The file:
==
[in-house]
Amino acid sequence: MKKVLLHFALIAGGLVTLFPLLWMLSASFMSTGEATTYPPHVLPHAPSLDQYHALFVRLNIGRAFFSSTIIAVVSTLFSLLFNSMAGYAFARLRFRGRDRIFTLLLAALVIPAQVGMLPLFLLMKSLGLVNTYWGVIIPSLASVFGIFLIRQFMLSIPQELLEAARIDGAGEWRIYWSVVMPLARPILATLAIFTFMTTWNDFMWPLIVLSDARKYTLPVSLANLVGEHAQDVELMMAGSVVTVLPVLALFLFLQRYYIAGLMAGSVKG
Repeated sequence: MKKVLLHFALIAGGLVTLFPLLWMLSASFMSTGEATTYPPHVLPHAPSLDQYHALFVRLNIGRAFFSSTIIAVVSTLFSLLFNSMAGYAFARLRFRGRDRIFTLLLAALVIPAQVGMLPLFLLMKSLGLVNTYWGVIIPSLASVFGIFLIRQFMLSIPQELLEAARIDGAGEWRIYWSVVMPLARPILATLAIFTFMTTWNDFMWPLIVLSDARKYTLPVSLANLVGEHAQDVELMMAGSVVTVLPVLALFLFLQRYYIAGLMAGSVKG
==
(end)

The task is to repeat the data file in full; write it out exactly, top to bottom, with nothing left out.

[in-house]
Amino acid sequence: MKKVLLHFALIAGGLVTLFPLLWMLSASFMSTGEATTYPPHVLPHAPSLDQYHALFVRLNIGRAFFSSTIIAVVSTLFSLLFNSMAGYAFARLRFRGRDRIFTLLLAALVIPAQVGMLPLFLLMKSLGLVNTYWGVIIPSLASVFGIFLIRQFMLSIPQELLEAARIDGAGEWRIYWSVVMPLARPILATLAIFTFMTTWNDFMWPLIVLSDARKYTLPVSLANLVGEHAQDVELMMAGSVVTVLPVLALFLFLQRYYIAGLMAGSVKG
Repeated sequence: MKKVLLHFALIAGGLVTLFPLLWMLSASFMSTGEATTYPPHVLPHAPSLDQYHALFVRLNIGRAFFSSTIIAVVSTLFSLLFNSMAGYAFARLRFRGRDRIFTLLLAALVIPAQVGMLPLFLLMKSLGLVNTYWGVIIPSLASVFGIFLIRQFMLSIPQELLEAARIDGAGEWRIYWSVVMPLARPILATLAIFTFMTTWNDFMWPLIVLSDARKYTLPVSLANLVGEHAQDVELMMAGSVVTVLPVLALFLFLQRYYIAGLMAGSVKG